A Review of Population and Spending Shifts in Prison and Community Corrections


Ongoing state budget deficits have placed the centerpiece of U.S. penal policy—incarceration—under intense scrutiny. Although crime rates have been on the decline since 1992, prison populations and spending have continued to grow—spurring state policymakers to question whether resources can be better used to enhance public safety. Taking heed of research which has shown that many offenders are dealt with more effectively in the community, many states have recently adopted policies to lower prison populations by moving people who are incarcerated to less-expensive supervision in the community. The goal is not only to reduce correctional costs but also improve public safety outcomes.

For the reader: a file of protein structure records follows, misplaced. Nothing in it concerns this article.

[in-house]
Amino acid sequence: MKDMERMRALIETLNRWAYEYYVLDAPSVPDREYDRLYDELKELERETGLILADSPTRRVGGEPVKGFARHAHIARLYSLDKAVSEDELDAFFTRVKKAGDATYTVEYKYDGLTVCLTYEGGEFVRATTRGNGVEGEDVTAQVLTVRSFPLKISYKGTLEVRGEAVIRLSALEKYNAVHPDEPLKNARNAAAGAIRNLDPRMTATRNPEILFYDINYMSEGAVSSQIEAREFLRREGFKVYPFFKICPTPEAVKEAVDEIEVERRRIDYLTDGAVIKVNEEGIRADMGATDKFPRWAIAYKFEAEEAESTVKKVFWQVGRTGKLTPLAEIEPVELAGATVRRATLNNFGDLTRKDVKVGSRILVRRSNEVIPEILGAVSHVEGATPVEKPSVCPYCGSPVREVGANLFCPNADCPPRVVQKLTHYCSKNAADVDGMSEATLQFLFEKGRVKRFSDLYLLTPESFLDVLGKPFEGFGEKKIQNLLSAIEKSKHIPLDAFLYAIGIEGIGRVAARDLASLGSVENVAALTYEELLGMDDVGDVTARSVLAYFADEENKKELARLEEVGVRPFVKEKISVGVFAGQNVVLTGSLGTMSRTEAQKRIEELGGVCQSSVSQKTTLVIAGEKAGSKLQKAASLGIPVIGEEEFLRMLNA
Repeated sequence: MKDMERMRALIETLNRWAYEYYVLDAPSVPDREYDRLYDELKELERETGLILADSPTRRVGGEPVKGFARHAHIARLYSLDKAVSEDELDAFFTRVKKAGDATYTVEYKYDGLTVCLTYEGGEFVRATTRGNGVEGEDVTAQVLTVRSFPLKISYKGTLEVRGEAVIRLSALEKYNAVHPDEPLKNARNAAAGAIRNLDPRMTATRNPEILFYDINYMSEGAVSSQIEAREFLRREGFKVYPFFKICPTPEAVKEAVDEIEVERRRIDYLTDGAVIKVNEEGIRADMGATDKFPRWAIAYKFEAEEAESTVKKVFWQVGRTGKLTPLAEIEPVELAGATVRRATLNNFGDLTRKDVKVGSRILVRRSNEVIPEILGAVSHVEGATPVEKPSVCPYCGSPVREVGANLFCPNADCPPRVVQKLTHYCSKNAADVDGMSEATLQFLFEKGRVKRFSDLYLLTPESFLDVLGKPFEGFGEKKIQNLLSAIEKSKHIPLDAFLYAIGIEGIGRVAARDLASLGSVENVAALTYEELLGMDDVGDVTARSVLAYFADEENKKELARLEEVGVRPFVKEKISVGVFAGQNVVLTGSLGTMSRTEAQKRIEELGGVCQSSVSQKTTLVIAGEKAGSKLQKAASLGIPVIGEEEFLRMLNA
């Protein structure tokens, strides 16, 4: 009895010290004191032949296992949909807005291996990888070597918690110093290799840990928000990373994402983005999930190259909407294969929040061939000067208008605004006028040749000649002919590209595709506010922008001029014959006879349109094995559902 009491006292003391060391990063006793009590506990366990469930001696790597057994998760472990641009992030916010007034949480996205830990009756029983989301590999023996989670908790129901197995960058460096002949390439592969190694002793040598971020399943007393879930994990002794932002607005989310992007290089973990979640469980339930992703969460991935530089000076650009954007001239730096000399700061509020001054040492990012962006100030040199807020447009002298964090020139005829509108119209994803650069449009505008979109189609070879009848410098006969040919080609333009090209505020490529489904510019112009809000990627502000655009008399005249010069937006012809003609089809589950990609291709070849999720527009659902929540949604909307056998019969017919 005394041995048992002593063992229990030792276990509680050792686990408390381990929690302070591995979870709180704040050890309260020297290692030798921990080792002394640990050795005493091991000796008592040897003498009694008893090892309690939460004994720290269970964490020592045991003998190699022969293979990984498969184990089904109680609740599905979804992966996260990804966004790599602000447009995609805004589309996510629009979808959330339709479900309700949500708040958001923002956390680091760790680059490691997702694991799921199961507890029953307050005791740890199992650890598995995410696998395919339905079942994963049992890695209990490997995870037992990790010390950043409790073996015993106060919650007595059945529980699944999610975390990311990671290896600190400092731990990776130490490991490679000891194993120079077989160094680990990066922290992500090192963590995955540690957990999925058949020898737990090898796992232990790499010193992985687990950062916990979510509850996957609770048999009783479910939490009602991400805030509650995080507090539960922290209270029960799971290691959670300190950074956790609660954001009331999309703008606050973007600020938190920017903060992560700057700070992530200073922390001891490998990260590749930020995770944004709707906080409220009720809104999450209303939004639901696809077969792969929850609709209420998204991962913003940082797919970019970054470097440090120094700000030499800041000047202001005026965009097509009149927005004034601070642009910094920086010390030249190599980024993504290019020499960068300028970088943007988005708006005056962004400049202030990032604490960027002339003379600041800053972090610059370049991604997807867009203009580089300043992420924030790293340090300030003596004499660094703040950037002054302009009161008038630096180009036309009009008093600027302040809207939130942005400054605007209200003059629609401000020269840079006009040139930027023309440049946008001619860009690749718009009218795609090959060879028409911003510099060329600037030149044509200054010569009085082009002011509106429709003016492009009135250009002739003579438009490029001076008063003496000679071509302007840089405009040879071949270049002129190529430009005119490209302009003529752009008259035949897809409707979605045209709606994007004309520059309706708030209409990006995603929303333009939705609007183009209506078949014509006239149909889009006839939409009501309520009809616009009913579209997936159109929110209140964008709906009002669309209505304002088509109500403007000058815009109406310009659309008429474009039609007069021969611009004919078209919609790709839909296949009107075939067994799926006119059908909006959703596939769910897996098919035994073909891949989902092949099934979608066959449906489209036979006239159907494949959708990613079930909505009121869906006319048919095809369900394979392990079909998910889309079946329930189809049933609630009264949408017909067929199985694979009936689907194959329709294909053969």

In this study, the Vera Institute of Justice, in partnership with the Pew Center on the States’ Public Safety Performance

Project, set out to determine whether—in light of recent state-level policy changes and the economic recession—there have been observable shifts from prisons to community corrections between 2006 and 2010 by examining changes in (1) prison populations; (2) prison spending; (3) community corrections populations; and (4) community corrections spending.

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